Monday, August 10, 2020


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    Razorback sucker: Wetlands fish nursery shows promise as habitats keep changing

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    Zach Ahrens is one of the Utah Division of Wildlife Resources scientists working to help the endangered razorback sucker sustain itself. Photos courtesy of DWR

    The endangered razorback sucker has lived in the Colorado River and its tributaries for millions of years, but its existence has been threatened for decades due to rapidly changing habitat and the introduction of predatory nonnative fish.

    For Zach Ahrens, a native aquatics biologist with the Utah Division of Wildlife Resources’ Moab Field Office, saving the funny looking fish is more than a job – it’s his mission.

    “For me, what I think is really cool about the razorback sucker is it is unique to the Colorado River Basin, it’s long-lived, it lives for decades; and razorback suckers have shown up in the fossil record for millions of years. Plus, it’s swimming right in our backyard,” he said during a recent interview.

    Razorback sucker

    DWR and The Nature Conservancy, which has oversight of a portion of the Matheson Preserve wetlands area while DWR manages another, joined together to build a fish nursery.

    The work on that project has been going on for a number of years, but already the concrete structure is providing a safe haven for razorback sucker larvae to grow unmolested – but they just haven’t lived beyond the larval stage.

    Ahrens said the razorback is no longer “on the brink of imminent extinction,” thanks to two places where they are raised – in Vernal and Grand Junction, Colorado – but efforts by some to have the fish delisted as an endangered species are premature, he said.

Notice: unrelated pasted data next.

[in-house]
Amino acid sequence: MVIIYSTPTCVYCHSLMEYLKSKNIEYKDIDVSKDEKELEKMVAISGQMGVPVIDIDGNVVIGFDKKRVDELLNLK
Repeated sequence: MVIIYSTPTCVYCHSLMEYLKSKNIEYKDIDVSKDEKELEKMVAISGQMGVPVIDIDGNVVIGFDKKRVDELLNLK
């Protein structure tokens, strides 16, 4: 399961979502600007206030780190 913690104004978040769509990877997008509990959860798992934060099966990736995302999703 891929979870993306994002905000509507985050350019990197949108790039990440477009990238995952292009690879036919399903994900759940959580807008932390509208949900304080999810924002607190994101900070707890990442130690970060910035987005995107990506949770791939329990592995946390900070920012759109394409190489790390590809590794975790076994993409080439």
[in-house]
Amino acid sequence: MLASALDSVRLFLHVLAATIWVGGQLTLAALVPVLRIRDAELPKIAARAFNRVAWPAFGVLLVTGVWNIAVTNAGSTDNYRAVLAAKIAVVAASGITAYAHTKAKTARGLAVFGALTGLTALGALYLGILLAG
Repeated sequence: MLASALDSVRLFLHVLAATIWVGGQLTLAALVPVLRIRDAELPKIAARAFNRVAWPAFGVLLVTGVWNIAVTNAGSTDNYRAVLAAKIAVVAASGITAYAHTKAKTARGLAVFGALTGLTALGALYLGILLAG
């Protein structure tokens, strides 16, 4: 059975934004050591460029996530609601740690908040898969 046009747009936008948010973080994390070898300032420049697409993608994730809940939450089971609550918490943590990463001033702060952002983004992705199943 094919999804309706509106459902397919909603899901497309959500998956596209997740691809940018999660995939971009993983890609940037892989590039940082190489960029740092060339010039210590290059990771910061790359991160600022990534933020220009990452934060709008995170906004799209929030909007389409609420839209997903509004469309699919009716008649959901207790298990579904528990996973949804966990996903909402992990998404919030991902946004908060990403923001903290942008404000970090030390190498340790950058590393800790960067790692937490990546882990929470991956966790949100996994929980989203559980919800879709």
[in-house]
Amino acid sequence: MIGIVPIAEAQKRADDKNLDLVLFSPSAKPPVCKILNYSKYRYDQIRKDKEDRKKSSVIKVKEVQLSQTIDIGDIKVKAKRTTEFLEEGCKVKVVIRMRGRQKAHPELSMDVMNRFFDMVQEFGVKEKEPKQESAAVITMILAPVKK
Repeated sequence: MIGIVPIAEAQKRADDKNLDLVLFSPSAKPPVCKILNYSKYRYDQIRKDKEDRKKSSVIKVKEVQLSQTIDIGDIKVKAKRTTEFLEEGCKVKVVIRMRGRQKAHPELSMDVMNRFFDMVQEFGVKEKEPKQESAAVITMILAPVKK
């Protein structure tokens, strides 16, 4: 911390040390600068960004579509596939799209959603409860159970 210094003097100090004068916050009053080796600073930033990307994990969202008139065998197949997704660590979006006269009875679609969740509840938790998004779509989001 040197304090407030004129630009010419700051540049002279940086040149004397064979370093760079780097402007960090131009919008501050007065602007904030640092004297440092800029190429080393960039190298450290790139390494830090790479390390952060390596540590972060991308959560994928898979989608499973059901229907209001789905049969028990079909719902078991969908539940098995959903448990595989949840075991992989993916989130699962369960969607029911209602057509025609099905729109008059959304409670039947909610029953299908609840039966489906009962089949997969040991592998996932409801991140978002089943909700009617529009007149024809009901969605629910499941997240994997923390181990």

“We see all sorts of reproduction with the larvae, but they don’t make it past that stage,” he said. “There is no survival beyond that.” It’s not self-sustaining, but there are plenty of stocked razorbacks, said Ahrens, a fish that can live up to 40 years.

    Ahrens said a recent sample of larvae proved to be razorback sucker at the nursery, giving “some indication it’s working as we hoped it would,” he said. “For it to work the way we want we need gates and fish screens to keep out large-bodied fish, particularly nonnative fish so the larvae can survive and grow fast … we have to keep nonnative predators out.” This nonnative fish include bass, sunfish, catfish and bullhead.

    Currently, there are only two Colorado River-fed lakes that feature wild razorback sucker – Mead and Mojave, both on the Nevada-Arizona border in the lower basin. It’s been listed as a protected fish in Utah for nearly 50 years and has been on the federal Endangered Species List since 1991.

    “There’s probably more nonnative fish than native fish in the Colorado these days” said Ahrens. “The other native fish, all endangered, include the humpback chub, the Colorado pike minnow and the bonytail.

    Ironically, the razorback sucker and its ridged back and floppy lips was born to thrive in the waters of the American Southwest, but the growth of industry and agriculture have altered the flow of the river, making it difficult for the fish to find the calm, slow-moving water it needs for larvae habitat. Tamarisk trees, another nonnative species, grow in great numbers along the riverbanks, also robbing the razorback of habitat.

    While tamarisk are being removed, they’ve proliferated over the years. Other work intended to aid recovery includes managing water to provide beneficial water flow, construct fish passages and screens at major diversion dams to provide endangered fish with access to critical habitat, restore the floodplain, monitor fish population and manage predatory nonnative fish.

    The stocked fish tend to thrive, with evidence showing they move from the Colorado to the Green and Gunnison rivers and they are clearly reproducing. The goal is to provide the larvae the same fighting chance.

    All of this, of course, makes the Matheson Preserve sort of the Alamo for the razorback, a place to make one last desperate stand.

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